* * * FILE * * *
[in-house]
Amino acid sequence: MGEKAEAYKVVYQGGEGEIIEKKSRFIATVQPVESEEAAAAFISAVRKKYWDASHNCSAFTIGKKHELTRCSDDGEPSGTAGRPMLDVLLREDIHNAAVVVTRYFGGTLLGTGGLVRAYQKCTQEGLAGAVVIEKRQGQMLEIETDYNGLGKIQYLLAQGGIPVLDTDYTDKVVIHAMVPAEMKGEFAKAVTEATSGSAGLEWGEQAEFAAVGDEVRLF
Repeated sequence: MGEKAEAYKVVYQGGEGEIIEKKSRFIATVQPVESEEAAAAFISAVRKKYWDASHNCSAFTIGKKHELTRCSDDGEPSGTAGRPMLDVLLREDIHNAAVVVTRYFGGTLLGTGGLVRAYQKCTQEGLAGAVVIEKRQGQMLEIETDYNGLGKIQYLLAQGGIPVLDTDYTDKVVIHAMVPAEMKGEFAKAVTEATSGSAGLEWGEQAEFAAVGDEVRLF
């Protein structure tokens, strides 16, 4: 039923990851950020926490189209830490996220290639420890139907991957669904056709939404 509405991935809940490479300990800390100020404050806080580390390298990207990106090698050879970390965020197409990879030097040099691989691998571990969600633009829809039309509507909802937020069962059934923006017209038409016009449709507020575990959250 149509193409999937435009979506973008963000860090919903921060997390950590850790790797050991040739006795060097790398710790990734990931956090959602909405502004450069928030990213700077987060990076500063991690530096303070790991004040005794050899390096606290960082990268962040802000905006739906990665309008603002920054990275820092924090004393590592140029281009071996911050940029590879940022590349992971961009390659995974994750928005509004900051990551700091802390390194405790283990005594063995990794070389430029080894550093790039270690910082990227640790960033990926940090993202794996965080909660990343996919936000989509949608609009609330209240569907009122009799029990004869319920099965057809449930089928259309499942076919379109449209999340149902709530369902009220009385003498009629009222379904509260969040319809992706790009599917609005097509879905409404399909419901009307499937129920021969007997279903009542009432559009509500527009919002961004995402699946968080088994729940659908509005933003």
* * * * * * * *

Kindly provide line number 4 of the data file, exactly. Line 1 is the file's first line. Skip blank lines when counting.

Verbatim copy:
């Protein structure tokens, strides 16, 4: 039923990851950020926490189209830490996220290639420890139907991957669904056709939404 509405991935809940490479300990800390100020404050806080580390390298990207990106090698050879970390965020197409990879030097040099691989691998571990969600633009829809039309509507909802937020069962059934923006017209038409016009449709507020575990959250 149509193409999937435009979506973008963000860090919903921060997390950590850790790797050991040739006795060097790398710790990734990931956090959602909405502004450069928030990213700077987060990076500063991690530096303070790991004040005794050899390096606290960082990268962040802000905006739906990665309008603002920054990275820092924090004393590592140029281009071996911050940029590879940022590349992971961009390659995974994750928005509004900051990551700091802390390194405790283990005594063995990794070389430029080894550093790039270690910082990227640790960033990926940090993202794996965080909660990343996919936000989509949608609009609330209240569907009122009799029990004869319920099965057809449930089928259309499942076919379109449209999340149902709530369902009220009385003498009629009222379904509260969040319809992706790009599917609005097509879905409404399909419901009307499937129920021969007997279903009542009432559009509500527009919002961004995402699946968080088994729940659908509005933003």